That’s the thing about this city… everytime I come home, every so often, it’s the same old roads and stomping ground I remember growing up surrounded by. Since I was a baby, I lived in the same house on Bostwick Crossing. My siblings had one house before that they experienced as a home, but that place was never really a home for me; apparently they just threw the crib in my dad’s makeshift early 1990’s home office, disorganized and clearly on the precipice of a budding business venture. Anyhow, the streets in our neighborhood were new, as building projects of new homes sprung up, expanding the thriving barrio for families with kids to flock to.
I’ll never forget those spring days. I still can feel that chilly crisp winter air from the lingering Ohio winter warmed up by the heat of the sun peaking through stray clouds. I’d get toasty shooting baskets on the paved driveway and tie my Limited Too zip-up sweatshirt around my waste. Classy, I know. Summer would always entail plentiful bike rides and pickup games in the cul-de-sac until the sun started to set, the street lamps signaling time to return home for supper.
It’s maddening how one’s perspective of one place can change so drastically over the years. Becoming an adult has helped with that plenty, along with my mother’s touches on rearranging her particular decor and the furniture. I try to reminisce about those good ole’ days, unaware of how diluted my memories may be by dreams and false recollections. Even now I dream constantly, oftentimes manifesting visions of home reanimated and distorted in typical unusual dream physics. The same brick home, enlaced with hidden rooms, pathways, unique exaggerated features that are simply not how it appears in reality. A type of funhouse within the familiarity, created within my own subconscious.
Back in high school, I was the first out of my friends to obtain my driver’s license and had a set of wheels to get around on. A mini van, matter of fact, hand-me-down Dodge Caravan I nick-named “The Great White Whale” that we used for many road trips in my youth. Now ample space for me and the gang to explore past the boundaries of our western suburb. Stocked with self-made mixtape CDs, blasting music windows down, getting to know and exploring the various streets, cafes, shops and restaurants leading all the way to downtown Cleveland. When I visit home now, as a twenty-something year old adult, it’s nearly the same although notably different through the constant changing and urbanizing of the once distant suburb. Still a sense of comfort came over me, similar to a child with their security blanket. Only visiting maybe one or two friends from home that lasted the test of time, seriously proving their loyalty as reliable supporters on team Ellie.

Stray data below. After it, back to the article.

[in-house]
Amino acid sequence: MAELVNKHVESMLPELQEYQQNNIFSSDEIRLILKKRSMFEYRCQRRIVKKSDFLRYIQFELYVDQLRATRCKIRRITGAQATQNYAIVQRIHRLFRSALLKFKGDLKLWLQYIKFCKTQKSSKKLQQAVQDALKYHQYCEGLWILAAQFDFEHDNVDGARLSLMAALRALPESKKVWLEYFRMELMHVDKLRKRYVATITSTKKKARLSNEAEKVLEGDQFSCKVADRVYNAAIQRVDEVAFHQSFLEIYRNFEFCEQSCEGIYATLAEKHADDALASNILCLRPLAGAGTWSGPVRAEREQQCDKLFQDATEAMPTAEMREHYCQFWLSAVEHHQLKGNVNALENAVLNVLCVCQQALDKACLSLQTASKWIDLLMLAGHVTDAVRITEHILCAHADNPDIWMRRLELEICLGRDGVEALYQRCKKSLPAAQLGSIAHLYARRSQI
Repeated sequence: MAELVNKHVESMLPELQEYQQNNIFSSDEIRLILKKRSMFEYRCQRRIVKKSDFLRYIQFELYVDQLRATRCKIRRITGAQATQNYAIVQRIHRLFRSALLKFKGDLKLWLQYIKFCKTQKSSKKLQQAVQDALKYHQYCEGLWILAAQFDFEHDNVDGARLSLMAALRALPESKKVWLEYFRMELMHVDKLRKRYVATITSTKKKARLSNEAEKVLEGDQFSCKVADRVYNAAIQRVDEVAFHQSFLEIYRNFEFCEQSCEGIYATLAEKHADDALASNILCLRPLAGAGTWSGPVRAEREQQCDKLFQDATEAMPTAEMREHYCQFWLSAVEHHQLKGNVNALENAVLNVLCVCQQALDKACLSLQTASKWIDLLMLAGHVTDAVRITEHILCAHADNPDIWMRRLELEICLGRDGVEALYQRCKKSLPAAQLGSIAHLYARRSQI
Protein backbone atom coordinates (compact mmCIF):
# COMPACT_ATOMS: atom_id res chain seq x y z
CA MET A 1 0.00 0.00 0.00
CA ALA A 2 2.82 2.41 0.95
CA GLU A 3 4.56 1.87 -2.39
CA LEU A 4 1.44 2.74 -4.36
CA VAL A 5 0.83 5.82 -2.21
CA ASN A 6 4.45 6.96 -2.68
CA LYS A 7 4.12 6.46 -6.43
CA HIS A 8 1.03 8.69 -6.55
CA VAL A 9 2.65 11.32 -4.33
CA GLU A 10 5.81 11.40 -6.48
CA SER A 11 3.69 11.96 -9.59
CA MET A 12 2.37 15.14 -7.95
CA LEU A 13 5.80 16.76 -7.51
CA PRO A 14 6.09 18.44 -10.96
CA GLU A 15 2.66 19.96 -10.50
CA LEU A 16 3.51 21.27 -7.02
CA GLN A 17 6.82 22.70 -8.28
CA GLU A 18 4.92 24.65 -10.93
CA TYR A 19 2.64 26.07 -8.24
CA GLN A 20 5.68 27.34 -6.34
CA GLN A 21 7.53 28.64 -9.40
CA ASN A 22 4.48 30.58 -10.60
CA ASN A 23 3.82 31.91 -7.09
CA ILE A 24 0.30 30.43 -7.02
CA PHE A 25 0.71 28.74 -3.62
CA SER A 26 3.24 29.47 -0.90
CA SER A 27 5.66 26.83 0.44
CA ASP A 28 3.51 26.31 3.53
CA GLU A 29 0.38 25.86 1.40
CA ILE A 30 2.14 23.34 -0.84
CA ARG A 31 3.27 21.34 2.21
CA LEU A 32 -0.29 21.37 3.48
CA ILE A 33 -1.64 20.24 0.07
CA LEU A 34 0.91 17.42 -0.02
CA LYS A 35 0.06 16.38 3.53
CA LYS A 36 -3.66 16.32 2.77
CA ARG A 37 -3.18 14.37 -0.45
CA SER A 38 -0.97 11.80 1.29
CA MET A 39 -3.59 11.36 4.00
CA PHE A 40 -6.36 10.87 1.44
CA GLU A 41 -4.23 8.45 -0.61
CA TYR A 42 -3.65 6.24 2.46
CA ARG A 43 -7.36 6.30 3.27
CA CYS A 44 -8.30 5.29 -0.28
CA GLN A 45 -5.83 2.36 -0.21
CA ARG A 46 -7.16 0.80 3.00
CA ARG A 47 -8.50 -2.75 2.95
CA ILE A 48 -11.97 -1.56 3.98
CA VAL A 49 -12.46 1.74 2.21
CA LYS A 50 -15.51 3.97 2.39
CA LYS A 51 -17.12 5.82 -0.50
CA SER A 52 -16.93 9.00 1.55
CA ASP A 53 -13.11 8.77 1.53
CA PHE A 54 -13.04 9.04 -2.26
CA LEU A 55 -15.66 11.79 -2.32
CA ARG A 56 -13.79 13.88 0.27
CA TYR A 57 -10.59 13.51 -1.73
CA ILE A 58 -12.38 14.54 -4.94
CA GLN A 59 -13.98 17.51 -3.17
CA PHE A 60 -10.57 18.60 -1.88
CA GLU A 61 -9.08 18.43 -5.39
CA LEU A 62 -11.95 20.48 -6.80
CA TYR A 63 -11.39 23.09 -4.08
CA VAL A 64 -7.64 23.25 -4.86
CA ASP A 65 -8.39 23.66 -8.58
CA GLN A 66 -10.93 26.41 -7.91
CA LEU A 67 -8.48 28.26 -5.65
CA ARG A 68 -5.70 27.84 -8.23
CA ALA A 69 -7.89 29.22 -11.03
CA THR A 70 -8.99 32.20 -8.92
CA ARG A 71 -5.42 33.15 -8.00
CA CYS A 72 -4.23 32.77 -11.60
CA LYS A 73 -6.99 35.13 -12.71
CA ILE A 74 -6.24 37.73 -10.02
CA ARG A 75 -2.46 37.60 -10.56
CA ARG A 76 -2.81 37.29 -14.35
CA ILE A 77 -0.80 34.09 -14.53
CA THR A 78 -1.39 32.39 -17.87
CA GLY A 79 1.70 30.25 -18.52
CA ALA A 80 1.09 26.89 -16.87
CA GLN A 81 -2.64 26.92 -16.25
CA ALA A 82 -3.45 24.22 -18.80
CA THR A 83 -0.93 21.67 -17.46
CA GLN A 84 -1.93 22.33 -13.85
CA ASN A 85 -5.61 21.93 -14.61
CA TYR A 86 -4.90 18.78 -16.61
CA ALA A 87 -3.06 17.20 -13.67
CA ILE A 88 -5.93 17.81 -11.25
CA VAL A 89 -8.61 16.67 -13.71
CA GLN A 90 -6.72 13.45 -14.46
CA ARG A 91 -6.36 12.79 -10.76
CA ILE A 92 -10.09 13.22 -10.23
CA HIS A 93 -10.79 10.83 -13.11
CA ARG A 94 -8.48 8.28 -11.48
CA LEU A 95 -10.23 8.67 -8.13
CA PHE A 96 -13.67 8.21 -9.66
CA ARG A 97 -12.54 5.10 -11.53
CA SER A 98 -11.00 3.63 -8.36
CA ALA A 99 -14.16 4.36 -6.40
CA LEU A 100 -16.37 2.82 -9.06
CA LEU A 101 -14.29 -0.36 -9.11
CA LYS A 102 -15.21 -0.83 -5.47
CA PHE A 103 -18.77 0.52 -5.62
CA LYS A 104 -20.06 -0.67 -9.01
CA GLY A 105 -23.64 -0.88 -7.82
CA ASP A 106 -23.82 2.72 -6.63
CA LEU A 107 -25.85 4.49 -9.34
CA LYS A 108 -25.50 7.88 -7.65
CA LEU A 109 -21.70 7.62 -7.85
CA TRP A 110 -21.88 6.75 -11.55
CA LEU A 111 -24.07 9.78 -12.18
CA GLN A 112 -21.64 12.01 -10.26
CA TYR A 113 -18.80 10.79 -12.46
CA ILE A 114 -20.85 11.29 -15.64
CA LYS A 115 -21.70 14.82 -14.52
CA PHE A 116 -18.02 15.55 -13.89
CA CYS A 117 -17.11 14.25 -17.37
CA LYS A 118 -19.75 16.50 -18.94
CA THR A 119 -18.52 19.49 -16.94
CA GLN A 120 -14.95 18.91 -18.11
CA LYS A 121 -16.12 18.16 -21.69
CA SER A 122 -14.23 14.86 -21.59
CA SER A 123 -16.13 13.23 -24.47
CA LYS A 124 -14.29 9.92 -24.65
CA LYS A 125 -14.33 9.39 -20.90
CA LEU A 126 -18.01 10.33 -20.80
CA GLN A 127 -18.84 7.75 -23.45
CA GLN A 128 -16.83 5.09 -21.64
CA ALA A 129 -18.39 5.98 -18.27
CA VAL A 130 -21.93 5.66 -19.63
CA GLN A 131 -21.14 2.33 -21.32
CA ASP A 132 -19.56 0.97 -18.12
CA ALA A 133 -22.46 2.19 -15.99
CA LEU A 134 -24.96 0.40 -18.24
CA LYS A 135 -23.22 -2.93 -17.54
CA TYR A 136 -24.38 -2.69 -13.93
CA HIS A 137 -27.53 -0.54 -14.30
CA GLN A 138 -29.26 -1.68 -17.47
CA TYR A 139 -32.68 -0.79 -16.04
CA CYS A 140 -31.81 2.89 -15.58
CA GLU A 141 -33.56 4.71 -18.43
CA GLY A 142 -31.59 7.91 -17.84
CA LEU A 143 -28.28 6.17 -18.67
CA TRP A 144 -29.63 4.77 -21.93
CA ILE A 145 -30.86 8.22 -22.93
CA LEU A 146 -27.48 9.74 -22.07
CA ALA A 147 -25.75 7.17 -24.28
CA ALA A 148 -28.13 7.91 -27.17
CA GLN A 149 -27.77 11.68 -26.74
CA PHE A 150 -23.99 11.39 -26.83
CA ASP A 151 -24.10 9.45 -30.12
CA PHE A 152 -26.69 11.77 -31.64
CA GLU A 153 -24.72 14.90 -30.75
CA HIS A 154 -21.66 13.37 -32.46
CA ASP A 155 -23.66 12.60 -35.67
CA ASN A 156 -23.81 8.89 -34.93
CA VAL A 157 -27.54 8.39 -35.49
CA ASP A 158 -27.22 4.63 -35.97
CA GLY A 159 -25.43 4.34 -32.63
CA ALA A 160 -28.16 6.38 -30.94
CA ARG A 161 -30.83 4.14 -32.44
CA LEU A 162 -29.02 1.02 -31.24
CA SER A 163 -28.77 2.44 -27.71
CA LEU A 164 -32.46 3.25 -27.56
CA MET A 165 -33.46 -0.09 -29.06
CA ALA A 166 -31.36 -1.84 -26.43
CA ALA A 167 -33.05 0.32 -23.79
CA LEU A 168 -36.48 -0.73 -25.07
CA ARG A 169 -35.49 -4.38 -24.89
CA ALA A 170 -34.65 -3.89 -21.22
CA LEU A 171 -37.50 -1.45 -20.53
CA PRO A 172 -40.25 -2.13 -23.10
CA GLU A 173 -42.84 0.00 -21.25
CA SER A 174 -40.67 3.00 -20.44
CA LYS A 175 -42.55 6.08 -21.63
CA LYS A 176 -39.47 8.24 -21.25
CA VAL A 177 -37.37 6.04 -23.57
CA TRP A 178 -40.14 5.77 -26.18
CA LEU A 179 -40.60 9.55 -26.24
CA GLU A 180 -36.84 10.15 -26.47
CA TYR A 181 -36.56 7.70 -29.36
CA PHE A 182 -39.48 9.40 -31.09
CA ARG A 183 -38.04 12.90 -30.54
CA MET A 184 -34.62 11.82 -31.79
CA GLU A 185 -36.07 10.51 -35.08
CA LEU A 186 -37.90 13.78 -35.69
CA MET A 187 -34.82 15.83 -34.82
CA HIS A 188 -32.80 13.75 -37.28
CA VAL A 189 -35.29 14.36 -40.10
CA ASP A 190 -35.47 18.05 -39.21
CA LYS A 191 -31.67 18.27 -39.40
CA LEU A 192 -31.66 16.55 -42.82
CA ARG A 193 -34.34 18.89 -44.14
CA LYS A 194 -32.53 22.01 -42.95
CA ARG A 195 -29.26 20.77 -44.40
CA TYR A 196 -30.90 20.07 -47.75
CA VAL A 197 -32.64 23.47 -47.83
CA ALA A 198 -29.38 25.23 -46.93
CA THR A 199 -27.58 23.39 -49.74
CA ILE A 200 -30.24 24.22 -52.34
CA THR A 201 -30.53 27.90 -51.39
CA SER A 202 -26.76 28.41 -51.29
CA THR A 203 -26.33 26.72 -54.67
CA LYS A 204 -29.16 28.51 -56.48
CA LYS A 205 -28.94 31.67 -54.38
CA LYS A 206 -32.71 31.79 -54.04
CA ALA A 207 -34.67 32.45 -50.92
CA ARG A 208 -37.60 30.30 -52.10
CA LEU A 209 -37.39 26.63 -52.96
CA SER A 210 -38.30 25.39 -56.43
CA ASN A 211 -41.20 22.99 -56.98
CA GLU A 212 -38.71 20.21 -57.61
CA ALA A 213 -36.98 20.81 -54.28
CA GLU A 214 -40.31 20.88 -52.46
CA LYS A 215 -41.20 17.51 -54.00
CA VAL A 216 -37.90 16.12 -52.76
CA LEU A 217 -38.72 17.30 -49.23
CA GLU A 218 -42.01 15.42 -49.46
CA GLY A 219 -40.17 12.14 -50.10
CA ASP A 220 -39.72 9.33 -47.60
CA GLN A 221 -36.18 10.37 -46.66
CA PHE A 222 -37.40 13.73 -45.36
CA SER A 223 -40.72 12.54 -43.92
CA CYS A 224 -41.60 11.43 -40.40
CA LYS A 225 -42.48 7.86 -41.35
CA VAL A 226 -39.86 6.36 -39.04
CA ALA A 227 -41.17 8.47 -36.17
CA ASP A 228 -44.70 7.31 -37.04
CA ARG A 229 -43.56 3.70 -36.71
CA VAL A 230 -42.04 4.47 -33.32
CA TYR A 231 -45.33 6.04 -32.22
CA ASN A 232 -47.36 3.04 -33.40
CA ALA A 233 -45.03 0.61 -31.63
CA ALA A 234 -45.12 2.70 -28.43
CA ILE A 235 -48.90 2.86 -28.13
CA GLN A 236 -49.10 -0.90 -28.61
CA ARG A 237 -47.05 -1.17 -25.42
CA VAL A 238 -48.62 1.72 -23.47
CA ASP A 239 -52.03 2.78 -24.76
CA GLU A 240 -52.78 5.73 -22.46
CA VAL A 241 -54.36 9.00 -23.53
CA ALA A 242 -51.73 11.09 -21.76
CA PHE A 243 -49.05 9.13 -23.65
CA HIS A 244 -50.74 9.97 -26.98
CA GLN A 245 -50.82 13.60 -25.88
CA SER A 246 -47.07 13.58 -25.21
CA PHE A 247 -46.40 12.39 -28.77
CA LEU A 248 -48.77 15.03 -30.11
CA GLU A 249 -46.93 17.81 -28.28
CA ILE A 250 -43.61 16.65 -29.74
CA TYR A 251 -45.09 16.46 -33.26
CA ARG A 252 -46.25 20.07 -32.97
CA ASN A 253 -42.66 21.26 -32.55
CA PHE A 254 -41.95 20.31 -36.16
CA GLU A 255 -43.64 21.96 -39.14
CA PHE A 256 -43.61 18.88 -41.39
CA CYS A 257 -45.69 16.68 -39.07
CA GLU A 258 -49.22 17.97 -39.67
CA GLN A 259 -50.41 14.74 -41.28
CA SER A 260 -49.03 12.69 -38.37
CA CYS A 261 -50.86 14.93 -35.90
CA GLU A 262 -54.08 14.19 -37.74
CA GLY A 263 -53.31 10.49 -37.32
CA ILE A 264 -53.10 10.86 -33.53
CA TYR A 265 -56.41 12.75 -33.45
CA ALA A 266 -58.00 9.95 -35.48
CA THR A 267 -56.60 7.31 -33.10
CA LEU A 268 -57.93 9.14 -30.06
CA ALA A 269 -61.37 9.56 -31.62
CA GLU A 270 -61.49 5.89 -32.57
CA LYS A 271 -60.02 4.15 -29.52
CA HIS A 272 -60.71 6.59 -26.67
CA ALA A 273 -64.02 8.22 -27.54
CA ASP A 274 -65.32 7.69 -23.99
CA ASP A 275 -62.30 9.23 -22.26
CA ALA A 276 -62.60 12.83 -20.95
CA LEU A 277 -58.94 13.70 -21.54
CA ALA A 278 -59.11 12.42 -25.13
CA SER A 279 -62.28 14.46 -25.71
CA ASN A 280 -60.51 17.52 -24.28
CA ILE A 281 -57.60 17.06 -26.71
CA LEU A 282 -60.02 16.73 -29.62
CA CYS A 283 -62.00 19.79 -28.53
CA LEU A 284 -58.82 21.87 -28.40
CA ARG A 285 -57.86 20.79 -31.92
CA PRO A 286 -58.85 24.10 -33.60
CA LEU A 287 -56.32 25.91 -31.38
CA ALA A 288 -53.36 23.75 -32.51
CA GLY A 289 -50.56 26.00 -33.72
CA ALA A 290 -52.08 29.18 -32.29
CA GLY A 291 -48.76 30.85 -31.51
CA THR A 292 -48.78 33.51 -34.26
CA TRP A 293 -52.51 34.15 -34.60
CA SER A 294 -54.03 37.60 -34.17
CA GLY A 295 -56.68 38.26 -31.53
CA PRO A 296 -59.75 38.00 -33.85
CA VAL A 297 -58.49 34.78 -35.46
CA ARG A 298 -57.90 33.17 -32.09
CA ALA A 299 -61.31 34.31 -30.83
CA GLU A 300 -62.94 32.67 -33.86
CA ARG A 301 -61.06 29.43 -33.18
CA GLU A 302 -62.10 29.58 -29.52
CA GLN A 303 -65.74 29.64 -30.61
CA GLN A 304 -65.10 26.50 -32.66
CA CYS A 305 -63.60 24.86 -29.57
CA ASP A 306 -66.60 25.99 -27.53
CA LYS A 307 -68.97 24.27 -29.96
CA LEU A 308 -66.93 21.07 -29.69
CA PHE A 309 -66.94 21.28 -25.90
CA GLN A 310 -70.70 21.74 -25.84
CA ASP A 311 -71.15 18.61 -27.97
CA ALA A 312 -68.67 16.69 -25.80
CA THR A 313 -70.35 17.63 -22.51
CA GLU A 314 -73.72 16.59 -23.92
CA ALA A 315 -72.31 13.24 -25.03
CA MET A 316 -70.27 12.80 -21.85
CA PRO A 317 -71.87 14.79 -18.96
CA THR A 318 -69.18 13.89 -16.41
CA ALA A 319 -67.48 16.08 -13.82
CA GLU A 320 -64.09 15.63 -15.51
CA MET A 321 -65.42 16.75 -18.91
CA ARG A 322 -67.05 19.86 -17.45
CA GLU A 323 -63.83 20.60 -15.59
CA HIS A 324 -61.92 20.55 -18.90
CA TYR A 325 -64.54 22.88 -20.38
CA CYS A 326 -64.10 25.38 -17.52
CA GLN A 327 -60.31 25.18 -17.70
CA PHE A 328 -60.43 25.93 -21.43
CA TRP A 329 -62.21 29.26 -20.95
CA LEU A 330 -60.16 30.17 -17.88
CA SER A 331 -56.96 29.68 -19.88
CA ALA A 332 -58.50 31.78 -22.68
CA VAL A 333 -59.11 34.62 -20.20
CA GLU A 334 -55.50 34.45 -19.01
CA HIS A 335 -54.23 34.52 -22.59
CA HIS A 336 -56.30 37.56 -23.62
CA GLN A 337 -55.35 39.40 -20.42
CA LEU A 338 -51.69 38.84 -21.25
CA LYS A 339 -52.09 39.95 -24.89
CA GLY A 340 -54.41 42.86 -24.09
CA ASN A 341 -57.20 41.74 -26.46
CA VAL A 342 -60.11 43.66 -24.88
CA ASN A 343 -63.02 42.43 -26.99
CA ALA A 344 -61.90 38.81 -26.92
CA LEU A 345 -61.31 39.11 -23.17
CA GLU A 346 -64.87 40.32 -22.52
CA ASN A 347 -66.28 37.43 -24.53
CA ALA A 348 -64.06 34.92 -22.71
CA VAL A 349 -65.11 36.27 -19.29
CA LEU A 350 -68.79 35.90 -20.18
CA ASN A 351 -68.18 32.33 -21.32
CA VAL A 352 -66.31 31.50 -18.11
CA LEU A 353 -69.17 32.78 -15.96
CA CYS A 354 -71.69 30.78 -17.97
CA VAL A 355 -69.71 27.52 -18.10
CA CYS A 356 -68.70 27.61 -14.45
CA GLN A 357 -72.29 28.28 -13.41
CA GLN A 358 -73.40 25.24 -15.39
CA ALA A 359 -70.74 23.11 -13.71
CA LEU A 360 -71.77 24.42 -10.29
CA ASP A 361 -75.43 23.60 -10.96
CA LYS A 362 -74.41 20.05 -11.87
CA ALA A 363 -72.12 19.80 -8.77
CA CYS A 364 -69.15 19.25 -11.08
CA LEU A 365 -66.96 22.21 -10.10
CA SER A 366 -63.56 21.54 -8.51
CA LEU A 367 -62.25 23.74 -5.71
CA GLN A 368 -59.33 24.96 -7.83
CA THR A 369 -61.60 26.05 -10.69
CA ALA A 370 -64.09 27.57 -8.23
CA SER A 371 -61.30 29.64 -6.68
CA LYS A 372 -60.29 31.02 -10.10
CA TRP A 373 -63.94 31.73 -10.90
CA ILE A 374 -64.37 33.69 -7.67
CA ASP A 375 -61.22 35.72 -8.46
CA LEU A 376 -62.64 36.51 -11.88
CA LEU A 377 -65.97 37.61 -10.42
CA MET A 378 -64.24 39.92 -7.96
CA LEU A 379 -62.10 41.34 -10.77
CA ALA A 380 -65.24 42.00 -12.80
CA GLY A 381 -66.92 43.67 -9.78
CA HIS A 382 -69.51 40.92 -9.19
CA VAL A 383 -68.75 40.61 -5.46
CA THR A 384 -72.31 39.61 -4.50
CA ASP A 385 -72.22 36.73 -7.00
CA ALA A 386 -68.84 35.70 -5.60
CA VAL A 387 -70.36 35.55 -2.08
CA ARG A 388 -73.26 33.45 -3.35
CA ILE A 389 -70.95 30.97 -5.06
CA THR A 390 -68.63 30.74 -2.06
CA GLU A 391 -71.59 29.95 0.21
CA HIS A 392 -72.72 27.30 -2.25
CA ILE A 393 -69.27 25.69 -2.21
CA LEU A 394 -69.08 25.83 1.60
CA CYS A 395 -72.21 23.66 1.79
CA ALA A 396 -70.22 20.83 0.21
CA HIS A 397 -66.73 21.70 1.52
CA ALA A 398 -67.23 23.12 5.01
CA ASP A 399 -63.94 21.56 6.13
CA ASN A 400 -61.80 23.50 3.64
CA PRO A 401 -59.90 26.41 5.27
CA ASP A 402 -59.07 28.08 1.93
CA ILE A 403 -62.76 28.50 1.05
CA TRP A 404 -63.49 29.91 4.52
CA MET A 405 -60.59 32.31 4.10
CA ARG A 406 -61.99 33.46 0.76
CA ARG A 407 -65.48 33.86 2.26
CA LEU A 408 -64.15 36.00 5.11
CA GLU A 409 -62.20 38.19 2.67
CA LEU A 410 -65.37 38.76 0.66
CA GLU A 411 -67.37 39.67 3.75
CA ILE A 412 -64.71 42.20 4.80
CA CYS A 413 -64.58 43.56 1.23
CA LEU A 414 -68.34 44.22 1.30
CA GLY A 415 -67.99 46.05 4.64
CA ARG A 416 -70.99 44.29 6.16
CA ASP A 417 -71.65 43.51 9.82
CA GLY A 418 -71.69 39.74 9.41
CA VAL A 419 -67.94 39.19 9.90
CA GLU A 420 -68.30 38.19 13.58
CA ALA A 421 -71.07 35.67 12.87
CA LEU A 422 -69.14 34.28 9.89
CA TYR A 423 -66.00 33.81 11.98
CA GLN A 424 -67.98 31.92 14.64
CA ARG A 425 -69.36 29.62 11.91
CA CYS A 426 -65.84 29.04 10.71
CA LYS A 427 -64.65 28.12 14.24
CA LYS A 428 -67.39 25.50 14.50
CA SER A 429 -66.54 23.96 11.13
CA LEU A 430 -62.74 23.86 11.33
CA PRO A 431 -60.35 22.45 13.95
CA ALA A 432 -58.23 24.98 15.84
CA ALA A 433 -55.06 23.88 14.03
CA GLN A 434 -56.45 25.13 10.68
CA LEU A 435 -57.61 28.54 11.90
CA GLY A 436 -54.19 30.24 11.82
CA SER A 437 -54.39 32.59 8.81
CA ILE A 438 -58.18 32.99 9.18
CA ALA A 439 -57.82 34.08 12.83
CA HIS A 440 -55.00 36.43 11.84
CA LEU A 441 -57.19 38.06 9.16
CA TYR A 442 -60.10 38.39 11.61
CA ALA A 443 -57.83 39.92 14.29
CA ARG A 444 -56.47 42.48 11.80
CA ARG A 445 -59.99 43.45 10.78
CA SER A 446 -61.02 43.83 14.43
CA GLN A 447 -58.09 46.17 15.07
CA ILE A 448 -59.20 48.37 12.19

College years at The Ohio State University played a heavy role in my desire to stick around the Columbus area. Not necessarily still in the campus area, but just far enough away to be among young professionals, families and retirees, rather than the masses of students flocking like sheep towards EDM music at dingy house parties. Believe me, I attended my fair share of those, but now I’m much more content in a quieter area with a cute little porch and fenced in yard for my labrador retriever. And yes, free street parking is quite essential in a city-type area. This neighborhood does remind me of back home, more so mimicking the Lakewood area on Cleveland’s west side. I do think about returning.
I mean it is still Ohio right?